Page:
Merton remembers war dead


Rememberance services held across the borough.

By Abbi Parris

REMEMBERANCE services were held across Merton to honour our armed services on Sunday 8 and Wednesday 11 November.

Services were attended by the Mayor of Merton, Councillor Nick Draper, Civic representatives,Royal British Legion and represenataives from the Epsom and St Helier University Hospitals and the Sutton and Merton Primary Care Trust.

The first service started at 9am at Nelson’s Hospital Forecourt on November 8, and at 10.40 am the Mayor, representatives and members of the Wimbledon branch of the Royal British Legion were at the Wimbledon War Memorial.

At Mitcham war Memorial, Lower Green West there was a service at 10.40am and in St Lawrence’s church, Morden at 10.30am, attended by the corresponding branches of the Royal British Legion.

“Our servicemen and women are never far from the news or from our thoughts at the moment; but that’s nothing new. Their bravery and their dedication carry on through the years. Conscript or professional, they have protected Britain and the world against invasion, against persecution, against extremism,” said Mayor Draper.

On the November 11 a two-minute silence was observed and at 10.50am this was led at the Civic Centre, London Road, Morden and at the Clock Tower, Fair Green, Mitcham.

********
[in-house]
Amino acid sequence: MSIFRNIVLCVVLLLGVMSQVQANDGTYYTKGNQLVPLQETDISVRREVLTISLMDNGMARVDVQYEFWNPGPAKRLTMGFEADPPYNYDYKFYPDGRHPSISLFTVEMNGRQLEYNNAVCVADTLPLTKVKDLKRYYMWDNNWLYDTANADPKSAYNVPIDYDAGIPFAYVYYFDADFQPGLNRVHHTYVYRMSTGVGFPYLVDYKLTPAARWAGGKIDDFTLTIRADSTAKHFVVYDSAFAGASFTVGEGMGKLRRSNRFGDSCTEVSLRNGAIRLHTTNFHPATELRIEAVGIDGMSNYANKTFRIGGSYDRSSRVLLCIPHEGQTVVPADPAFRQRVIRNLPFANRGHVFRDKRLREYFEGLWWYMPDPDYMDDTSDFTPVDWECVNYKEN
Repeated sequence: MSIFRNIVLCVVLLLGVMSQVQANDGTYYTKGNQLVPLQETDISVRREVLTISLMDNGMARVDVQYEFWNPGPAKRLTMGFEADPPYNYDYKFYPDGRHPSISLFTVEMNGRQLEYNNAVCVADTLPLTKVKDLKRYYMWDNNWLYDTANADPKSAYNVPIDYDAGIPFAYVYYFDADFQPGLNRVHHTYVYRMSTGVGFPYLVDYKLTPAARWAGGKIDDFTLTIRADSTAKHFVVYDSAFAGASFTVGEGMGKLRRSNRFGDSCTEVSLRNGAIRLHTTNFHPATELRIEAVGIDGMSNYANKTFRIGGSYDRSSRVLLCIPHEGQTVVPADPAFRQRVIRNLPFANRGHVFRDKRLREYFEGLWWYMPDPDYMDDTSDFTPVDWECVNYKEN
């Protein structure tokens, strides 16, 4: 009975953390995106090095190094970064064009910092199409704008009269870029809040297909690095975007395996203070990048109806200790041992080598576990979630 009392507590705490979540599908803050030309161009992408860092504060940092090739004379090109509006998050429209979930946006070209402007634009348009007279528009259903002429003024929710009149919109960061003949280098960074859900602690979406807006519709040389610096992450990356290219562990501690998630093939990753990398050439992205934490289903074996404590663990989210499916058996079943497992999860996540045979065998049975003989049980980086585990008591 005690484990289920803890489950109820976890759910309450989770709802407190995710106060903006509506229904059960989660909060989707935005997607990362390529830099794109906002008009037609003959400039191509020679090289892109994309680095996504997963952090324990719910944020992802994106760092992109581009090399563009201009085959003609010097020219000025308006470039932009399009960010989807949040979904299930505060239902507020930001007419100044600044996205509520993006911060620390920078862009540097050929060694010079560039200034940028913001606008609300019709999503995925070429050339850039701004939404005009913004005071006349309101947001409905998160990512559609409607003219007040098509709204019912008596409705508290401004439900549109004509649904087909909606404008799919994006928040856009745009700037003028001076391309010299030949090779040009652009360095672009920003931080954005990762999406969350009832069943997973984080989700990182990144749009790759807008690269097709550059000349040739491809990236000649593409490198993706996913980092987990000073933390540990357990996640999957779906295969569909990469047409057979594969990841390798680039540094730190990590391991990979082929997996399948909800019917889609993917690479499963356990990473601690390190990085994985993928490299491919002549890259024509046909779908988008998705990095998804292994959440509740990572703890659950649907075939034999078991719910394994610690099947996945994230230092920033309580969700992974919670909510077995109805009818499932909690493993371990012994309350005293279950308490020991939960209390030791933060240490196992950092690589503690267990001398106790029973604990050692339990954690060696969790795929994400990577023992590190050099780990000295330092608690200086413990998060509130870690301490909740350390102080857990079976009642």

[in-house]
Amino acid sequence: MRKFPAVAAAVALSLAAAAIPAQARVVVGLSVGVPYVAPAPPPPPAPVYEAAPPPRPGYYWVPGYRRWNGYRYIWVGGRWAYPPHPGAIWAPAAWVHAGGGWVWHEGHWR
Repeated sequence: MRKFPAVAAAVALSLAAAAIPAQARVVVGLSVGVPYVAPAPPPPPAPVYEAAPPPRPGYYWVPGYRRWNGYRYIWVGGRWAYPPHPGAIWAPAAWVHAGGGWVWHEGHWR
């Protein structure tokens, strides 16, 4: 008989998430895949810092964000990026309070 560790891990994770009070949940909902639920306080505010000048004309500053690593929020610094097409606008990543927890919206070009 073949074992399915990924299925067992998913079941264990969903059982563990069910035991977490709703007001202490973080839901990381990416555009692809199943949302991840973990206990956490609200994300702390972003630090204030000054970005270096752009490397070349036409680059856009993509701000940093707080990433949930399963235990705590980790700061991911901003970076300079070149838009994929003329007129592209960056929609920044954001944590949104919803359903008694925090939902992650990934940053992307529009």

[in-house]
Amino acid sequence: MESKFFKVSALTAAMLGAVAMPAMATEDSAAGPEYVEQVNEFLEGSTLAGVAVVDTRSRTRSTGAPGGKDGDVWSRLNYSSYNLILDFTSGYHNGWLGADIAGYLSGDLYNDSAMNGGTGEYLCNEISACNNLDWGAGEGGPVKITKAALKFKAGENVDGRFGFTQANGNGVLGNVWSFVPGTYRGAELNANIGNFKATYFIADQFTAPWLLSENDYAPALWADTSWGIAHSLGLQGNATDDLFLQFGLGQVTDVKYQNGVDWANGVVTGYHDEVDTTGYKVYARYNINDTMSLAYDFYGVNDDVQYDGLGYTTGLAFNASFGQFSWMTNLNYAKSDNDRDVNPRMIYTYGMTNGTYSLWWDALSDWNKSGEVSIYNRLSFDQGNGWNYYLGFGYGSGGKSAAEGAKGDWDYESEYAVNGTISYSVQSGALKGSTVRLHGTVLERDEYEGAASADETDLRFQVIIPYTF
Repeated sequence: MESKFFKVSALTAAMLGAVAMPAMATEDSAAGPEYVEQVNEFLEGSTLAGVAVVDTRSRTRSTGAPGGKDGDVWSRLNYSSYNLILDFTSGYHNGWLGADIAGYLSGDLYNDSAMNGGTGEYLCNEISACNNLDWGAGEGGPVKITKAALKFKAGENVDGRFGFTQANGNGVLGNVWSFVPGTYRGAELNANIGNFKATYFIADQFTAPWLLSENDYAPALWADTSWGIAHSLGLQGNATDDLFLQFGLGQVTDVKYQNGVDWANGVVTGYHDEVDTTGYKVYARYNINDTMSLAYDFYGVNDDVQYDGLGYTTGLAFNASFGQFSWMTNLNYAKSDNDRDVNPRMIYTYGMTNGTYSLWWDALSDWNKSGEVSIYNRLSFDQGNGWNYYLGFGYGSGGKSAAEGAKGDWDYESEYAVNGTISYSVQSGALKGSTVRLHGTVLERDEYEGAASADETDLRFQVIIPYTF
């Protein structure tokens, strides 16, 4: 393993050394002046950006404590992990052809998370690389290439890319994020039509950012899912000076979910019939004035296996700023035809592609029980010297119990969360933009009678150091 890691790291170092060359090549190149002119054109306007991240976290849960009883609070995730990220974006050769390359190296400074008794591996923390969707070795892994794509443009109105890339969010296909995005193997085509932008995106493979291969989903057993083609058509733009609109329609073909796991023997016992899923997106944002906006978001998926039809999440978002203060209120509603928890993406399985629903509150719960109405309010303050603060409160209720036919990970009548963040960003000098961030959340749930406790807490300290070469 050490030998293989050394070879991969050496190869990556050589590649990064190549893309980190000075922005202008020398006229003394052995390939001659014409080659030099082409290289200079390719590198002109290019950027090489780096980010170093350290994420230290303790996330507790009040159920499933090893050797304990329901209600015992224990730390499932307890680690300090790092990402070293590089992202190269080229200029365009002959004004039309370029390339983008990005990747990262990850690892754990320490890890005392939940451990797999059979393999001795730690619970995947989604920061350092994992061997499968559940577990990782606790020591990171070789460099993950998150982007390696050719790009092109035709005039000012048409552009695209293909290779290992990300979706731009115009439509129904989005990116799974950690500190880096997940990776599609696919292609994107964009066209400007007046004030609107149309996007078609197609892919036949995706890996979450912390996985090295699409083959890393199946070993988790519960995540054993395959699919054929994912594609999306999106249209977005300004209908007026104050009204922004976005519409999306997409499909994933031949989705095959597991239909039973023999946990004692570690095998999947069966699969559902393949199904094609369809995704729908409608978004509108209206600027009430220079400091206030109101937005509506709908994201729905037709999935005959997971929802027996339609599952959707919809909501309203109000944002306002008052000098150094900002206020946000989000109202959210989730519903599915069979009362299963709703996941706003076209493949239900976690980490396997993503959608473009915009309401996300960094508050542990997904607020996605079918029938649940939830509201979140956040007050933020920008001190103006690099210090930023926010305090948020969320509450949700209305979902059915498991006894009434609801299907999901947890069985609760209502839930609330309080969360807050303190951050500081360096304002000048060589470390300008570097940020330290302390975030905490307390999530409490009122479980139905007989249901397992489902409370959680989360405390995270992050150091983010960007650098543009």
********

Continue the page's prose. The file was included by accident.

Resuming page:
Deputy Leader of Merton Council Councillor Samantha George said: “Remembrance Sunday and Armistice Day on 11 November are both chances for people to remember the very great sacrifices our armed forces make and have made for us in the past.”

The Royal British Legion is the major voice for service and ex-service people throughout the year. They provide welfare and support for them and campaign on their behalf about housing, employment and health issues.

They ensure soldiers who gave their lives in the First World War, the Second World War and more recent conflicts such as the Falklands, Afghanistan and Iraq are remembered.

They do this through Remembrance services and raise about £30million per year through their poppy appeal, this money benefits those for which the organisation was established.

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